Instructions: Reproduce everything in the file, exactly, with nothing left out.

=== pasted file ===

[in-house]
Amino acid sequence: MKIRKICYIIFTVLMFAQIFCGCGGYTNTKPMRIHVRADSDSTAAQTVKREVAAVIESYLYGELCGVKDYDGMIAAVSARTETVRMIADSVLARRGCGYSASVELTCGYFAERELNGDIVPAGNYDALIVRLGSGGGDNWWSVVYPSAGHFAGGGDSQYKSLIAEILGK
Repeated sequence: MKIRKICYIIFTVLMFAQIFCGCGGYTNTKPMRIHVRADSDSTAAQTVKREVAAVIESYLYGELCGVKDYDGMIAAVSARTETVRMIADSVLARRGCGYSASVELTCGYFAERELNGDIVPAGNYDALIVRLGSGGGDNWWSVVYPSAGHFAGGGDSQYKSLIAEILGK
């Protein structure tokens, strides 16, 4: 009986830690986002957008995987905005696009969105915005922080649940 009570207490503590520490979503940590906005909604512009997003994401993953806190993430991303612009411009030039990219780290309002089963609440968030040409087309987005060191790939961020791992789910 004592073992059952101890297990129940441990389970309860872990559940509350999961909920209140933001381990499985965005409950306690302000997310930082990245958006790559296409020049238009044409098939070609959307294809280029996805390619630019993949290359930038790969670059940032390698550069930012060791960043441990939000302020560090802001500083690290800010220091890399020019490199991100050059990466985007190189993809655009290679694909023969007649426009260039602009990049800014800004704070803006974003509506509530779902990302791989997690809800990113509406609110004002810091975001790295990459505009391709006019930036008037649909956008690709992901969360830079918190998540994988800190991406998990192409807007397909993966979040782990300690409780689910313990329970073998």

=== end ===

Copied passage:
[in-house]
Amino acid sequence: MKIRKICYIIFTVLMFAQIFCGCGGYTNTKPMRIHVRADSDSTAAQTVKREVAAVIESYLYGELCGVKDYDGMIAAVSARTETVRMIADSVLARRGCGYSASVELTCGYFAERELNGDIVPAGNYDALIVRLGSGGGDNWWSVVYPSAGHFAGGGDSQYKSLIAEILGK
Repeated sequence: MKIRKICYIIFTVLMFAQIFCGCGGYTNTKPMRIHVRADSDSTAAQTVKREVAAVIESYLYGELCGVKDYDGMIAAVSARTETVRMIADSVLARRGCGYSASVELTCGYFAERELNGDIVPAGNYDALIVRLGSGGGDNWWSVVYPSAGHFAGGGDSQYKSLIAEILGK
């Protein structure tokens, strides 16, 4: 009986830690986002957008995987905005696009969105915005922080649940 009570207490503590520490979503940590906005909604512009997003994401993953806190993430991303612009411009030039990219780290309002089963609440968030040409087309987005060191790939961020791992789910 004592073992059952101890297990129940441990389970309860872990559940509350999961909920209140933001381990499985965005409950306690302000997310930082990245958006790559296409020049238009044409098939070609959307294809280029996805390619630019993949290359930038790969670059940032390698550069930012060791960043441990939000302020560090802001500083690290800010220091890399020019490199991100050059990466985007190189993809655009290679694909023969007649426009260039602009990049800014800004704070803006974003509506509530779902990302791989997690809800990113509406609110004002810091975001790295990459505009391709006019930036008037649909956008690709992901969360830079918190998540994988800190991406998990192409807007397909993966979040782990300690409780689910313990329970073998």